Here's a question not being asked in the health-care debate: How much medical care do we want in our lives?
Start with the two life events we all experience, birth and death. My profession has gotten pretty good at terrifying (and operating on) pregnant women during what should be one of the greatest experiences in life. And we are equally proficient at dragging the elderly through all sorts of misery on the road to death.
Consider this. Two of the most common tests performed on pregnant American women are obstetrical ultrasound and electronic fetal monitoring. After reviewing experimental studies involving more than 27,000 women, the Cochrane Review -- an independent, international collaboration that summarizes evidence for medical procedures -- found that routine late- pregnancy ultrasound "does not confer benefit on mother or baby." But it does do a good job of scaring expectant parents. Among other things, it finds minor anatomical abnormalities that have been associated with feared genetic disorders such as Down syndrome. Less than half of maternal-fetal medicine specialists reported using the test to screen for these disorders in 2001; now almost all do. The problem is that the minor anatomical abnormalities are about 30 times more common than the genetic disorders they have been associated with.
That means most parents who are told after an ultrasound that their child might have serious problems are told so needlessly. Not surprisingly, this leads to a lot of unnecessary heartache and extra testing. This has led one of the founders of the technology to write that its routine use has crossed the line and now does "more harm than good."
The story is no better for electronic fetal monitoring during labor. Largely confined to teaching hospitals during the 1960s and '70s, by 1999 -- the last time the federal government examined the topic -- electronic fetal monitoring was used in 83 percent of all U.S. births. After reviewing experimental studies involving more than 37,000 women, the Cochrane Review found that the monitoring had no effect on the need for neonatal intensive care or, more important, infant survival.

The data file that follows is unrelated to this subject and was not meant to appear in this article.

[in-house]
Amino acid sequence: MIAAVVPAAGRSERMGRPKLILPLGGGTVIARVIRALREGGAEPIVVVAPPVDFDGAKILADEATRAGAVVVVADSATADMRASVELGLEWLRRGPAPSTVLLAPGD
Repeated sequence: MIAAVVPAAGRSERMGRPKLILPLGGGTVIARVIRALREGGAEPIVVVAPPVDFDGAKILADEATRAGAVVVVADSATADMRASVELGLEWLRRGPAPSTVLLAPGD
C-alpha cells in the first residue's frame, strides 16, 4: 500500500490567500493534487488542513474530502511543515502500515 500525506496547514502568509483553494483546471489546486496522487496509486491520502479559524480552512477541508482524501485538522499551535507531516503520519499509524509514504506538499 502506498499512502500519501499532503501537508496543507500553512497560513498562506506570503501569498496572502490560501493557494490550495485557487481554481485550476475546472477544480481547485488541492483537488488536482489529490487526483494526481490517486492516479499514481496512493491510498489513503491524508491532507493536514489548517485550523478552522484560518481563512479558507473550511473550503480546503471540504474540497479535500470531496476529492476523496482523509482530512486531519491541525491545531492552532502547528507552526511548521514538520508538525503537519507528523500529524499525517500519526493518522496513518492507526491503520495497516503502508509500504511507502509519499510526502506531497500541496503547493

It did lead to slightly fewer seizures, but also to a lot more Cesarean sections -- on the order of 100 extra C-sections to avoid one seizure.
The increase in fetal monitoring is part of the explanation for why the beginning of life now involves major surgery one-third of the time.
There is even more medical care at the end of life. Although most Americans say they would like to die at home, the most common place of death is still the hospital.
A hospital is not a peaceful place. The prevailing paradigm is intervention, not comfort. Nowhere is this more true than in intensive care units. They tend to be busy, noisy, frenetic and frightening. There are lots of monitoring devices, which lead to lots of uncomfortable procedures.
The ICU is not a good place to die. Yet they are being used more and more for this purpose.
Between 1995 and 2005, Dartmouth Atlas data show a 25 percent increase in the proportion of Medicare patients spending time in the ICU during their last six months of life. The average number of days spent in the ICU went up even more -- by 43 percent.
Furthermore, a startling number of doctors can be involved with care at the end of life. A third of Medicare patients cared for by "America's Best Hospitals" (as designated by U.S. News & World Report) were seen by 10 or more physicians during their last six months of life. It's hard to imagine how that can ever be good.
Why should you care about this increasing medicalization of birth and death? Everyday experiences get turned into diseases, the definitions of what (and who) is normal get narrowed, and our ability to affect the course of normal aging gets exaggerated. And we doctors feel more compelled to look for things to be wrong in those who feel well.
Medicalization is turning more people into patients. It encourages more of us to be anxious about our health. It leads people to have too much treatment -- and some are harmed.
And it's big part of the reason why medical care costs so much.
There are many areas in which medical care has a great deal to offer. But it has now gone well beyond them. There may have been a time when the words "Do everything possible" were indeed the right approach to medical care. But today, with so many more possibilities for intervention, we all need to be a little more skeptical and willing to ask "Why?"
Welch is an internist at the Department of Veterans Affairs in White River Junction, Vt., and professor of medicine at the Dartmouth Institute of Health Policy & Clinical Practice. He is the author of "Should I Be Tested for Cancer? Maybe Not and Here's Why."